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DAR Legends: Malcolm X

By @TrueGodImmortal 



There are two things that stick out to me when I think about Malcolm X: his powerful message and his legacy. Never one to shy away from the spotlight or lose his honesty, the man born Malcolm Little would become revered for his no-nonsense attitude, his knack for public speaking, and his true coming of age story that made him a legend. My first introduction to Malcolm was the same as many of those in my generation, as I was taught little pieces of information about him in my household right around the time the Africa medallions, hats, shirts and Malcolm merchandise began taking off.



As a kid, I saw photos of Martin Luther King, Malcolm, and a number of the Black Panthers, and became captivated by the fact that these were monumental people within our culture. Once I got into school, I would learn more bits and pieces about Malcolm, and I would finally see his biopic about a year or so after it was released (thank you Blockbuster video). When I watched his biopic, I was too young to grasp the power behind leading a sea of black people to a police station in a single line or having the power to make law enforcement nervous just off mere presence. These were all things that Young True wasn't fully aware of at the time, but as I progressed, Malcolm became more important in my eyes and his legacy became that much more vital to our history as a people. His story is one that's of humble beginnings, like many of us, but what made him an extraordinary person was his will. Who would have ever thought that a young guy born in  Nebraska would become one of the most infamous people in history?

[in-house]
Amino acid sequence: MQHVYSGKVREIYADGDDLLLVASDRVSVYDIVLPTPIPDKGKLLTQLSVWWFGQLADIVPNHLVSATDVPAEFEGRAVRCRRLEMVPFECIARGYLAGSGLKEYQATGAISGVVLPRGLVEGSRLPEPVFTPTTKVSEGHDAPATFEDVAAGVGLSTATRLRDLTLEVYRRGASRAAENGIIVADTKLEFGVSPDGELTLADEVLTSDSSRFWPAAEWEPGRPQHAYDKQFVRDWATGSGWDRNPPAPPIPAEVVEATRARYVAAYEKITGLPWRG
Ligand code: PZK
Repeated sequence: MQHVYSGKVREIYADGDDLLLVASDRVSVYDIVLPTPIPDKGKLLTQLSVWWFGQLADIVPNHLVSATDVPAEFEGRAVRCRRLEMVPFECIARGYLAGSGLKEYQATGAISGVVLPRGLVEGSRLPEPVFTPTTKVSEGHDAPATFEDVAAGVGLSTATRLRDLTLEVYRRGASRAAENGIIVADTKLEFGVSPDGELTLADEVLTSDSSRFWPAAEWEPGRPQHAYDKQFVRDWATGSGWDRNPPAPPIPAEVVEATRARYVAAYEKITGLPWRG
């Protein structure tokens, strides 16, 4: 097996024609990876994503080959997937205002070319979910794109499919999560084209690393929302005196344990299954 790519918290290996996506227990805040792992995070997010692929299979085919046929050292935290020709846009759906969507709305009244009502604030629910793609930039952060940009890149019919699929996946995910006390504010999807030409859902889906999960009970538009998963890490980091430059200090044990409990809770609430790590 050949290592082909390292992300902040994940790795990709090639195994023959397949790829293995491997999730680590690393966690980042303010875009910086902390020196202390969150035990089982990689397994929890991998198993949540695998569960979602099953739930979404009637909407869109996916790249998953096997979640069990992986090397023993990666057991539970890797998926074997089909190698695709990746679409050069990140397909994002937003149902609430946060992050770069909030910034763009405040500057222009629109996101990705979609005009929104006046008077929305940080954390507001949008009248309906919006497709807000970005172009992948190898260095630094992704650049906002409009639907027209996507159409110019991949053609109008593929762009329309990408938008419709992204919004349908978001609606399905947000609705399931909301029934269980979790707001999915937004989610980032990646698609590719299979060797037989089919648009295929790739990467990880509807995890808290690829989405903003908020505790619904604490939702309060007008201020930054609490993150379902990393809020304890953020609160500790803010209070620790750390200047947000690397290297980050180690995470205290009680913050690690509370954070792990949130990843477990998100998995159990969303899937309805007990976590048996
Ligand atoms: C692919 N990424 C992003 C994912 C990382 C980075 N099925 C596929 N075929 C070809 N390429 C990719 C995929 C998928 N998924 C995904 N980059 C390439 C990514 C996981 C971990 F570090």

Born on May 19, 1925 in Ohama, Malcolm Little would not have a traditional childhood. The fourth of seven children to his parents Louise and Earl, his family would end up relocating multiple times over the years due to white violence, racism, and the issues they faced in various areas. Add that to the fact that Malcolm's father was a huge follower of Marcus Garvey, and a black nationalist himself, and you have a slight recipe for problems wherever you are surrounded by bigotry. Unfortunately, during that time, bigotry and racism followed you every place you went. At the age of six, Malcolm would lose his father, who was seen as the backbone of the family, and while many have attempted to call his father's death an accident, many believe the racist white group Black Legion was responsible for his death. It is not far fetched to assume this, considering the assumptions that the Black Legion had burned down the Little family home years prior. All of these things would have a large effect on Malcolm and his family, but perhaps nothing was tougher than seeing his mother begin to fall apart.



Years after his father's death, Malcolm's mother began seeing a man and eventually got pregnant. Shortly after she got pregnant, that man left her. After this, Malcolm's mother was committed into a hospital following a nervous breakdown. She would remain there for some years. The circumstances for Malcolm got worse as time went on, as he ended up in foster homes and separated from his brothers and sisters. While many people come from foster homes or are separated from their families, the reality of what Malcolm would have to deal with is much more grim, as not only was his father murdered, but his mother was taken away from him, and his family. He would flourish somewhat under the care of his half sister Ella, living in a mostly black neighborhood out in Boston. Before that however, Malcolm would have a dream of studying law, and expressed this to one of his teachers, who just so happened to be white. The teacher expressed that Malcolm try other career choices because that particular career wasn't fit for people of his type (the teacher said it in different terms). That statement from the teacher would fuel Malcolm going forward, sometimes in the worst way.